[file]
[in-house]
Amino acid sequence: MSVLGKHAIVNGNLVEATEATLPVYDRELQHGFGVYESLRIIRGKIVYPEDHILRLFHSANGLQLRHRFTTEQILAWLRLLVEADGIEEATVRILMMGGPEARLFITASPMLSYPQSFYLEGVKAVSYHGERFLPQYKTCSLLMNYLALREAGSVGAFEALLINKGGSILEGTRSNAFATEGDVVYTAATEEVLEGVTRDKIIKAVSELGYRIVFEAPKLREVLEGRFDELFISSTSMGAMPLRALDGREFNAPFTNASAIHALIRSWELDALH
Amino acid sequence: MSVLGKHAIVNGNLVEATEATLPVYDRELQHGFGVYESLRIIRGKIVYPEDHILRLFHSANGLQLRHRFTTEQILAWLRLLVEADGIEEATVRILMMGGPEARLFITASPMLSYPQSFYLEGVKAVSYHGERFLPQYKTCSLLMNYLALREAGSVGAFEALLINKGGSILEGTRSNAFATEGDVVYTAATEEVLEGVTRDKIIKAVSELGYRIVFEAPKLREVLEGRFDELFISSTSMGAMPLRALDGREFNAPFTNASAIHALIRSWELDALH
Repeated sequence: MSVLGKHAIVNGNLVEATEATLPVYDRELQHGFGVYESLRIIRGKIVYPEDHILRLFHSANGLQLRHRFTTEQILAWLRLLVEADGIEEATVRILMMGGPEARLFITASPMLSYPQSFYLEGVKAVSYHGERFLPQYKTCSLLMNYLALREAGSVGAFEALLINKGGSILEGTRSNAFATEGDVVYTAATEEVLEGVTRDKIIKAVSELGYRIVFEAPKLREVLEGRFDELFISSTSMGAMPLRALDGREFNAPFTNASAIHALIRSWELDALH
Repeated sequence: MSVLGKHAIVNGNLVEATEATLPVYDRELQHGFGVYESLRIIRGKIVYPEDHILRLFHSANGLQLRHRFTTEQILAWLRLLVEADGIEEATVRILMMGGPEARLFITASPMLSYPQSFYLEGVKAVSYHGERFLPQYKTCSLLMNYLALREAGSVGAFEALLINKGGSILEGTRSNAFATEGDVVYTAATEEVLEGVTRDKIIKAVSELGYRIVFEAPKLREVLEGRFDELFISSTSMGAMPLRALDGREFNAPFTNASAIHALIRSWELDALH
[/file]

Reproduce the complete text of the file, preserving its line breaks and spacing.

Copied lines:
[in-house]
Amino acid sequence: MSVLGKHAIVNGNLVEATEATLPVYDRELQHGFGVYESLRIIRGKIVYPEDHILRLFHSANGLQLRHRFTTEQILAWLRLLVEADGIEEATVRILMMGGPEARLFITASPMLSYPQSFYLEGVKAVSYHGERFLPQYKTCSLLMNYLALREAGSVGAFEALLINKGGSILEGTRSNAFATEGDVVYTAATEEVLEGVTRDKIIKAVSELGYRIVFEAPKLREVLEGRFDELFISSTSMGAMPLRALDGREFNAPFTNASAIHALIRSWELDALH
Amino acid sequence: MSVLGKHAIVNGNLVEATEATLPVYDRELQHGFGVYESLRIIRGKIVYPEDHILRLFHSANGLQLRHRFTTEQILAWLRLLVEADGIEEATVRILMMGGPEARLFITASPMLSYPQSFYLEGVKAVSYHGERFLPQYKTCSLLMNYLALREAGSVGAFEALLINKGGSILEGTRSNAFATEGDVVYTAATEEVLEGVTRDKIIKAVSELGYRIVFEAPKLREVLEGRFDELFISSTSMGAMPLRALDGREFNAPFTNASAIHALIRSWELDALH
Repeated sequence: MSVLGKHAIVNGNLVEATEATLPVYDRELQHGFGVYESLRIIRGKIVYPEDHILRLFHSANGLQLRHRFTTEQILAWLRLLVEADGIEEATVRILMMGGPEARLFITASPMLSYPQSFYLEGVKAVSYHGERFLPQYKTCSLLMNYLALREAGSVGAFEALLINKGGSILEGTRSNAFATEGDVVYTAATEEVLEGVTRDKIIKAVSELGYRIVFEAPKLREVLEGRFDELFISSTSMGAMPLRALDGREFNAPFTNASAIHALIRSWELDALH
Repeated sequence: MSVLGKHAIVNGNLVEATEATLPVYDRELQHGFGVYESLRIIRGKIVYPEDHILRLFHSANGLQLRHRFTTEQILAWLRLLVEADGIEEATVRILMMGGPEARLFITASPMLSYPQSFYLEGVKAVSYHGERFLPQYKTCSLLMNYLALREAGSVGAFEALLINKGGSILEGTRSNAFATEGDVVYTAATEEVLEGVTRDKIIKAVSELGYRIVFEAPKLREVLEGRFDELFISSTSMGAMPLRALDGREFNAPFTNASAIHALIRSWELDALH